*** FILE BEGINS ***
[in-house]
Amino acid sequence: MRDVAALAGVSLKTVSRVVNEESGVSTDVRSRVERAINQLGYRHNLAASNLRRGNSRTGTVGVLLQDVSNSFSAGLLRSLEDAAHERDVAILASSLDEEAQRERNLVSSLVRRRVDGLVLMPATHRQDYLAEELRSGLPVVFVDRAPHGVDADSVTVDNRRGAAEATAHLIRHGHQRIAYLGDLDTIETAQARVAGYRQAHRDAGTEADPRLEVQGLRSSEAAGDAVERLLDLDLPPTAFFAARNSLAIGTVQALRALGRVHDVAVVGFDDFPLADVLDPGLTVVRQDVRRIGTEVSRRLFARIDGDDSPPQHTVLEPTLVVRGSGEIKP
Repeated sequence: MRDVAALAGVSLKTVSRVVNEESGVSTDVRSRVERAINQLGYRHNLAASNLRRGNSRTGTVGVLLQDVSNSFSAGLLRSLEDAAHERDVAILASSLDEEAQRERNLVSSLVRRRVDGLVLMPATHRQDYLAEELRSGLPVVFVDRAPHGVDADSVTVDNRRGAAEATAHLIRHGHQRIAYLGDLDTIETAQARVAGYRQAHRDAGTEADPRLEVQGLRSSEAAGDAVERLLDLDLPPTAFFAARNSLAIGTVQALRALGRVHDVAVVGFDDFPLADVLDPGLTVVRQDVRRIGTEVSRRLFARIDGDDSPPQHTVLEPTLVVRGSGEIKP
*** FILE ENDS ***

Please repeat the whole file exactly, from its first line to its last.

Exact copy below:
[in-house]
Amino acid sequence: MRDVAALAGVSLKTVSRVVNEESGVSTDVRSRVERAINQLGYRHNLAASNLRRGNSRTGTVGVLLQDVSNSFSAGLLRSLEDAAHERDVAILASSLDEEAQRERNLVSSLVRRRVDGLVLMPATHRQDYLAEELRSGLPVVFVDRAPHGVDADSVTVDNRRGAAEATAHLIRHGHQRIAYLGDLDTIETAQARVAGYRQAHRDAGTEADPRLEVQGLRSSEAAGDAVERLLDLDLPPTAFFAARNSLAIGTVQALRALGRVHDVAVVGFDDFPLADVLDPGLTVVRQDVRRIGTEVSRRLFARIDGDDSPPQHTVLEPTLVVRGSGEIKP
Repeated sequence: MRDVAALAGVSLKTVSRVVNEESGVSTDVRSRVERAINQLGYRHNLAASNLRRGNSRTGTVGVLLQDVSNSFSAGLLRSLEDAAHERDVAILASSLDEEAQRERNLVSSLVRRRVDGLVLMPATHRQDYLAEELRSGLPVVFVDRAPHGVDADSVTVDNRRGAAEATAHLIRHGHQRIAYLGDLDTIETAQARVAGYRQAHRDAGTEADPRLEVQGLRSSEAAGDAVERLLDLDLPPTAFFAARNSLAIGTVQALRALGRVHDVAVVGFDDFPLADVLDPGLTVVRQDVRRIGTEVSRRLFARIDGDDSPPQHTVLEPTLVVRGSGEIKP